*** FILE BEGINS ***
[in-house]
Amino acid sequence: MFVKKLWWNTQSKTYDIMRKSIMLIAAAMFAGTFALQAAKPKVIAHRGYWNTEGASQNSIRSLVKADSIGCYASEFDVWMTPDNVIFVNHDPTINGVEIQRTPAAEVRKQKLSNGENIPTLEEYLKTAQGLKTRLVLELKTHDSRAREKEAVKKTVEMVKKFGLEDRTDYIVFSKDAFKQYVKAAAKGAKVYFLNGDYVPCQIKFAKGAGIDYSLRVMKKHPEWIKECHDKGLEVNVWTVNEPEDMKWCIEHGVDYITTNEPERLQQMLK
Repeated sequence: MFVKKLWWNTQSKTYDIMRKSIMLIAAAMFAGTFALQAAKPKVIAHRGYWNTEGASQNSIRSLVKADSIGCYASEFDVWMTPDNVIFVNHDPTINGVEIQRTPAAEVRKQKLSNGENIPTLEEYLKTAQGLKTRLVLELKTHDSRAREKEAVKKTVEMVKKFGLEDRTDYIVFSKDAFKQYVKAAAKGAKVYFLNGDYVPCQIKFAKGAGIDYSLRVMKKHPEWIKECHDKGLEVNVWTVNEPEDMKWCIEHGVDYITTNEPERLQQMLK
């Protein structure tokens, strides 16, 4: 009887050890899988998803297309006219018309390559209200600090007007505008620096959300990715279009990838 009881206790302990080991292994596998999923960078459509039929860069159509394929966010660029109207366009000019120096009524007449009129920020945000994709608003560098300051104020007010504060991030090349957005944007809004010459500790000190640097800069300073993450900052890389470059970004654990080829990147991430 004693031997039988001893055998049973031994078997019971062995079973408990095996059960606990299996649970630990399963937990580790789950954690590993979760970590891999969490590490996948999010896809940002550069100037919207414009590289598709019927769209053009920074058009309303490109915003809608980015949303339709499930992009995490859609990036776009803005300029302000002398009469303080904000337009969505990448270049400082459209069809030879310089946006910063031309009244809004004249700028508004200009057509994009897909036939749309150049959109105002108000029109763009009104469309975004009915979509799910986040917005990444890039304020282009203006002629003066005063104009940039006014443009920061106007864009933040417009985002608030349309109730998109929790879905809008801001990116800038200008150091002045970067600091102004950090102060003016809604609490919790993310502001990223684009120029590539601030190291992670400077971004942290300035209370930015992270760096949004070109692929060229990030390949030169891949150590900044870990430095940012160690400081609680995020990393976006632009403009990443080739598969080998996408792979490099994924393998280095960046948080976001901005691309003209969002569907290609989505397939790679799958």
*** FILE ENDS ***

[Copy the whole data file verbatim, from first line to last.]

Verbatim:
[in-house]
Amino acid sequence: MFVKKLWWNTQSKTYDIMRKSIMLIAAAMFAGTFALQAAKPKVIAHRGYWNTEGASQNSIRSLVKADSIGCYASEFDVWMTPDNVIFVNHDPTINGVEIQRTPAAEVRKQKLSNGENIPTLEEYLKTAQGLKTRLVLELKTHDSRAREKEAVKKTVEMVKKFGLEDRTDYIVFSKDAFKQYVKAAAKGAKVYFLNGDYVPCQIKFAKGAGIDYSLRVMKKHPEWIKECHDKGLEVNVWTVNEPEDMKWCIEHGVDYITTNEPERLQQMLK
Repeated sequence: MFVKKLWWNTQSKTYDIMRKSIMLIAAAMFAGTFALQAAKPKVIAHRGYWNTEGASQNSIRSLVKADSIGCYASEFDVWMTPDNVIFVNHDPTINGVEIQRTPAAEVRKQKLSNGENIPTLEEYLKTAQGLKTRLVLELKTHDSRAREKEAVKKTVEMVKKFGLEDRTDYIVFSKDAFKQYVKAAAKGAKVYFLNGDYVPCQIKFAKGAGIDYSLRVMKKHPEWIKECHDKGLEVNVWTVNEPEDMKWCIEHGVDYITTNEPERLQQMLK
């Protein structure tokens, strides 16, 4: 009887050890899988998803297309006219018309390559209200600090007007505008620096959300990715279009990838 009881206790302990080991292994596998999923960078459509039929860069159509394929966010660029109207366009000019120096009524007449009129920020945000994709608003560098300051104020007010504060991030090349957005944007809004010459500790000190640097800069300073993450900052890389470059970004654990080829990147991430 004693031997039988001893055998049973031994078997019971062995079973408990095996059960606990299996649970630990399963937990580790789950954690590993979760970590891999969490590490996948999010896809940002550069100037919207414009590289598709019927769209053009920074058009309303490109915003809608980015949303339709499930992009995490859609990036776009803005300029302000002398009469303080904000337009969505990448270049400082459209069809030879310089946006910063031309009244809004004249700028508004200009057509994009897909036939749309150049959109105002108000029109763009009104469309975004009915979509799910986040917005990444890039304020282009203006002629003066005063104009940039006014443009920061106007864009933040417009985002608030349309109730998109929790879905809008801001990116800038200008150091002045970067600091102004950090102060003016809604609490919790993310502001990223684009120029590539601030190291992670400077971004942290300035209370930015992270760096949004070109692929060229990030390949030169891949150590900044870990430095940012160690400081609680995020990393976006632009403009990443080739598969080998996408792979490099994924393998280095960046948080976001901005691309003209969002569907290609989505397939790679799958």